SACRAMENTO — Many Californians who are forced to have their cars checked for smog emissions aren't getting the full inspection they pay for, an undercover audit has found.
Posing as motorists who needed smog checks, state auditors monitored 350 mostly Southern California stations for three months to determine if they were correctly performing the state's complicated new emissions tests.
In 50% of the inspections conducted at test and repair stations, key parts of the smog check were omitted. At test-only stations, the results were slightly better, with incomplete inspections 27% of the time. At gold shield stations, which are test and repair facilities that must meet higher standards than other sites, incomplete tests were performed 31% of the time.
In many cases, cars were allowed to pass the test although emitting unburned gasoline, a major source of pollution.
In California, smog checks are performed by a variety of stations but most motorists take their cars to mom-and-pop automotive shops that can test and then make any necessary repairs.
"Of course, these results are unacceptable," said K. Martin Keller, chief of the state's Bureau of Automotive Repair, which oversees the smog check program. "But this is what we deliberately set out to discover . . . what is working and what ain't working."
Keller ordered the audits to help gauge the effectiveness of Smog Check II, a program designed for parts of the state that cannot meet established air quality standards--primarily Los Angeles and Orange counties and portions of San Diego, Ventura, Riverside, San Bernardino and Sacramento counties.
In those areas, cars are tested for emissions of hydrocarbons, carbon monoxide and oxides of nitrogen--all components of the ugly brown haze that often blankets Southern California. The tests in highly polluted areas are conducted on a treadmill-like device called a dynamometer, which simulates actual driving conditions.
To test the testers, said Russ Heimerich, a spokesman for the bureau, auditors in September, October and November used undercover cars of different years, makes and models. Each car was given at least two defects, such as a missing catalytic converter or a nonfunctioning ignition timing system, that would cause it to fail the test.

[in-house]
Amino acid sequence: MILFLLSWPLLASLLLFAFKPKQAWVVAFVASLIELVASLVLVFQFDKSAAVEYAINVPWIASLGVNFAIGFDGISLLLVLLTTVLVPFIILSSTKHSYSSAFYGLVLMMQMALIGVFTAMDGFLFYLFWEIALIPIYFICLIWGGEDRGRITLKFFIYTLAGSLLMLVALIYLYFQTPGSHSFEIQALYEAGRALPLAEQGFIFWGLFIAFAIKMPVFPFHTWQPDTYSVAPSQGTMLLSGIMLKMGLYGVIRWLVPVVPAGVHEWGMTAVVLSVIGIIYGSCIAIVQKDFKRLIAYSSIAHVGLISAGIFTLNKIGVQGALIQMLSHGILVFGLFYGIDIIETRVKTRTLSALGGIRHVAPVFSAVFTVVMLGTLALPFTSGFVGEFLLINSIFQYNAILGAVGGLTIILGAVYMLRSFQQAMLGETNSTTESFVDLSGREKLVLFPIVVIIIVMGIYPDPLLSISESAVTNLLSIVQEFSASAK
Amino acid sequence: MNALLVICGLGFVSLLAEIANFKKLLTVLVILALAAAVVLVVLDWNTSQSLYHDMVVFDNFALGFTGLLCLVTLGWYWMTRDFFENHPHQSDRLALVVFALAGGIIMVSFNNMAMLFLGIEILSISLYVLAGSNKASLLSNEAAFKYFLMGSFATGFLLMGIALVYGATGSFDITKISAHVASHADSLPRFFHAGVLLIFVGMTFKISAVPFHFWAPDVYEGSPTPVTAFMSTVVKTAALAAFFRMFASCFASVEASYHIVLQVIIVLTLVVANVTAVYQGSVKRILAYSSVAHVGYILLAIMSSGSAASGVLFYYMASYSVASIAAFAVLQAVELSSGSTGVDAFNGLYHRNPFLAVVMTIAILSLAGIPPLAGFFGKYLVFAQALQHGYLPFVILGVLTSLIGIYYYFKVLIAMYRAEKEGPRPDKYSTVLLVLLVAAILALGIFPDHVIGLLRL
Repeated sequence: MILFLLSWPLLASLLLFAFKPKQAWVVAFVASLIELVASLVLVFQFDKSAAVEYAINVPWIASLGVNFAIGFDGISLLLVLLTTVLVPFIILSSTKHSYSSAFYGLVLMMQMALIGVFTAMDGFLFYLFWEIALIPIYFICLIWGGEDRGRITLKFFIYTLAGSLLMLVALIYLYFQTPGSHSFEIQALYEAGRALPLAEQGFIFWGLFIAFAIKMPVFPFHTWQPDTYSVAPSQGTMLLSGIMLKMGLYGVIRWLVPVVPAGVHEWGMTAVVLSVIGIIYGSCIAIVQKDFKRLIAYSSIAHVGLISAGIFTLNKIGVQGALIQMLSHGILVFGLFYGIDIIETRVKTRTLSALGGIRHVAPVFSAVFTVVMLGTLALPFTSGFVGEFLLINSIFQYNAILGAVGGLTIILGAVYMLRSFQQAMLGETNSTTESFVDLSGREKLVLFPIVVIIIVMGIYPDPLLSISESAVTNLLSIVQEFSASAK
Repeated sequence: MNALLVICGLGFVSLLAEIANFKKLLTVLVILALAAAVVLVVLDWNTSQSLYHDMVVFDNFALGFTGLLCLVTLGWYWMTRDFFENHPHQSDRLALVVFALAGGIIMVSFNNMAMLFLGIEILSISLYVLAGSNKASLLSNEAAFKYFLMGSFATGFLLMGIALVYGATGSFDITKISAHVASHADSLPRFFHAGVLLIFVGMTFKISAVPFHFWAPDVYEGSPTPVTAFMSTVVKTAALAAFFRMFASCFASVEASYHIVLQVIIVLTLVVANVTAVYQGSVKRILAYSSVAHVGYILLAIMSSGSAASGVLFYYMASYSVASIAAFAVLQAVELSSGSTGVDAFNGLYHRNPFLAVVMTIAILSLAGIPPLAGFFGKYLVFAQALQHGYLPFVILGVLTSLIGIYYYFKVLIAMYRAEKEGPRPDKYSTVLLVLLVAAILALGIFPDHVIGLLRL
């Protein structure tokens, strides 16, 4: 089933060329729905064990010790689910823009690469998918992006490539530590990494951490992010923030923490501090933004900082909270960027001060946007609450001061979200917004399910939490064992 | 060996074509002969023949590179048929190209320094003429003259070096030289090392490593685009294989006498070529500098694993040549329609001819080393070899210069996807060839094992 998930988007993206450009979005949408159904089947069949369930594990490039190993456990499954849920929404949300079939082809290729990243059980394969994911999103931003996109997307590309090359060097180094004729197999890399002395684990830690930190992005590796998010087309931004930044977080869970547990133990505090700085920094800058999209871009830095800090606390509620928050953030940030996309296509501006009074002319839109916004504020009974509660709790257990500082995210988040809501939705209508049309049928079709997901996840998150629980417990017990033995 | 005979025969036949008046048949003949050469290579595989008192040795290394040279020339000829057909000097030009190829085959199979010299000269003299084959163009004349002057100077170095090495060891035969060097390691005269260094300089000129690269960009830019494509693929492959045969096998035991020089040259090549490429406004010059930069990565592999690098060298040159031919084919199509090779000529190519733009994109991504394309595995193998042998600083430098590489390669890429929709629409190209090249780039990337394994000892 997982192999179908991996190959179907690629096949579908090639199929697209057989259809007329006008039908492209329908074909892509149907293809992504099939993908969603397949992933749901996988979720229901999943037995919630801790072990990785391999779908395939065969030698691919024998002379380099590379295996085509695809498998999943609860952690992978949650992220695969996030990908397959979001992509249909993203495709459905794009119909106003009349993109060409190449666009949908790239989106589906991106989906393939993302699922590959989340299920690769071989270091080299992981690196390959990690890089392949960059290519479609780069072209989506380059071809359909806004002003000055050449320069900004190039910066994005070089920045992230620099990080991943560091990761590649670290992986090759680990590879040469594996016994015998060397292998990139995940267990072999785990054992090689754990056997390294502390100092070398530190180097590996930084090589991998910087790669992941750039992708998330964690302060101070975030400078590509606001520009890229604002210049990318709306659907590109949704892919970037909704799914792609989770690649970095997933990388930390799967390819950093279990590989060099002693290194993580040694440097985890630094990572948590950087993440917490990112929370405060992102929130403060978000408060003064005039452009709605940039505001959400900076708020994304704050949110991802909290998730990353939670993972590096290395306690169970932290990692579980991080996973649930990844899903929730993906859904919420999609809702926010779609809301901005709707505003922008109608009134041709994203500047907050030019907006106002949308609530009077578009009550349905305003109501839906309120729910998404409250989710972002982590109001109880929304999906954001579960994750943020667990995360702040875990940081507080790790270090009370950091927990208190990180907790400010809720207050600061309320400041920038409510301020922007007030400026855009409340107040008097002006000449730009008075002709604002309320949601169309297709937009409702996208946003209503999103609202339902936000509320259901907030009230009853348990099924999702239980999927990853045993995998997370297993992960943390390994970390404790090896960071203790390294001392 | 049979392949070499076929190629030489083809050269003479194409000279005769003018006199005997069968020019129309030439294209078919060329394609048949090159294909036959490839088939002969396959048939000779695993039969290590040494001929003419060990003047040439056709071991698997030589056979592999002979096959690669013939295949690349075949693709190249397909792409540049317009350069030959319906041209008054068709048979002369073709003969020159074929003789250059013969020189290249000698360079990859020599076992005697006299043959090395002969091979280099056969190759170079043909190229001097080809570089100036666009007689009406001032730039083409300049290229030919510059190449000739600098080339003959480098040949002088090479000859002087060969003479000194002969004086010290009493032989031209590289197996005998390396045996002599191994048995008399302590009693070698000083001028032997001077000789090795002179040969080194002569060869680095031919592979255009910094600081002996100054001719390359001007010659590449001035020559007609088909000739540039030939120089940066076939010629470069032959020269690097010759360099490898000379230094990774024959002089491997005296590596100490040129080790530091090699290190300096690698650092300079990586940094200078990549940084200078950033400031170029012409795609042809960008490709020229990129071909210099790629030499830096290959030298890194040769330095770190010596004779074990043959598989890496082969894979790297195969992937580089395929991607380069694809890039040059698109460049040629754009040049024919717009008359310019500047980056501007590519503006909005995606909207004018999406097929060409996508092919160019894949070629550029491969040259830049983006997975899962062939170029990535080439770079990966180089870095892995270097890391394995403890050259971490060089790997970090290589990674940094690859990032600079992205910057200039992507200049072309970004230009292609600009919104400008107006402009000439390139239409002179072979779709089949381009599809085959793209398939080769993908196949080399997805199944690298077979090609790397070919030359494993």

"We put a car in perfect running order and then make two things go wrong," he said.
In almost all cases when stations did not test the undercover cars correctly, Keller said, the problem was human error, not faulty technical equipment. He said some inspectors took shortcuts by skipping a visual examination of different parts of the car that would have told them if certain emissions equipment was missing or not functioning.
He attributed the mistakes to two factors: impatience with a new, time-consuming testing system and fears that customers will take their business elsewhere if their cars fail.
"There is an enormous fear in the industry of losing customers because you failed them on a smog test," Keller said.
Although the audit results are disappointing, Keller said, they are an improvement over an earlier audit of 191 stations. That one found incomplete inspections at test and repair stations 61% of the time and at test-only stations 48% of the time.
He credited the improvement to a series of workshops conducted by the bureau to help smog check technicians better their skills.
No penalties were imposed on inadequate testers, Keller said, but stations will be informed of the audit results and notified that there will be future audits.
He predicted the testing will improve as stations become more familiar with the new smog program, which did not fully go into effect until September.
Despite the poor showing, representatives of the auto repair industry characterized the audits as instructive. "We support the audits," said Christopher Walker, a Sacramento lobbyist for the California Service Station and Automotive Repair Assn. "It's an effort to provide continuous improvement of the program."
Between May and November, the smog test failure rate in heavily polluted areas of the state doubled, jumping from 7.4% to 14%. Cars manufactured since 1993 are not subject to smog check.
The vehicles that have failed smog tests most often have been cars manufactured between 1975 and 1983 and 1987 and 1992, and light trucks manufactured between 1979 and 1983.
Douglas Lawson, an air pollution research scientist who is familiar with California's program, said the new failure rate is one of the highest in the nation. But he too predicted it will soon drop back to earlier levels, as drivers learn how to work around the system.
"After a little while," he said, "human beings always figure out how to avoid the tests."